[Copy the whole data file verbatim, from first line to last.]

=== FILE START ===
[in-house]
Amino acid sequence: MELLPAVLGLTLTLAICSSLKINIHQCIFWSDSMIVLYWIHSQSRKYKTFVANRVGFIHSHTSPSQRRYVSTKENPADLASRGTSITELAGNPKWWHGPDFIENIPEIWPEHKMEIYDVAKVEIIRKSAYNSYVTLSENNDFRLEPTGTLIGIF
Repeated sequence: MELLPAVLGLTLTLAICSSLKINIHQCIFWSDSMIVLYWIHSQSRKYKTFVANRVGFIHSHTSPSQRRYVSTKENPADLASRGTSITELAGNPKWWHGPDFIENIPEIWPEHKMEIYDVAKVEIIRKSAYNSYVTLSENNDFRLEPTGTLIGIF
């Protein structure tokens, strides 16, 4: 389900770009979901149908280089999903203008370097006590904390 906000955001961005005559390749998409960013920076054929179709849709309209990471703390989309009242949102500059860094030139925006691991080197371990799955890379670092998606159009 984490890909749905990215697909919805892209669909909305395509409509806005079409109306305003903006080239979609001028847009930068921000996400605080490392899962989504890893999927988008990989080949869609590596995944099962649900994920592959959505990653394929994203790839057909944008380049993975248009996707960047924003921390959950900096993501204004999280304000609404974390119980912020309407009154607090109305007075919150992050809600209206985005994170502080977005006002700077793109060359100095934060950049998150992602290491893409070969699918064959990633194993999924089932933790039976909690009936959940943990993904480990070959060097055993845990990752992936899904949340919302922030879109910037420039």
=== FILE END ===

[in-house]
Amino acid sequence: MELLPAVLGLTLTLAICSSLKINIHQCIFWSDSMIVLYWIHSQSRKYKTFVANRVGFIHSHTSPSQRRYVSTKENPADLASRGTSITELAGNPKWWHGPDFIENIPEIWPEHKMEIYDVAKVEIIRKSAYNSYVTLSENNDFRLEPTGTLIGIF
Repeated sequence: MELLPAVLGLTLTLAICSSLKINIHQCIFWSDSMIVLYWIHSQSRKYKTFVANRVGFIHSHTSPSQRRYVSTKENPADLASRGTSITELAGNPKWWHGPDFIENIPEIWPEHKMEIYDVAKVEIIRKSAYNSYVTLSENNDFRLEPTGTLIGIF
């Protein structure tokens, strides 16, 4: 389900770009979901149908280089999903203008370097006590904390 906000955001961005005559390749998409960013920076054929179709849709309209990471703390989309009242949102500059860094030139925006691991080197371990799955890379670092998606159009 984490890909749905990215697909919805892209669909909305395509409509806005079409109306305003903006080239979609001028847009930068921000996400605080490392899962989504890893999927988008990989080949869609590596995944099962649900994920592959959505990653394929994203790839057909944008380049993975248009996707960047924003921390959950900096993501204004999280304000609404974390119980912020309407009154607090109305007075919150992050809600209206985005994170502080977005006002700077793109060359100095934060950049998150992602290491893409070969699918064959990633194993999924089932933790039976909690009936959940943990993904480990070959060097055993845990990752992936899904949340919302922030879109910037420039």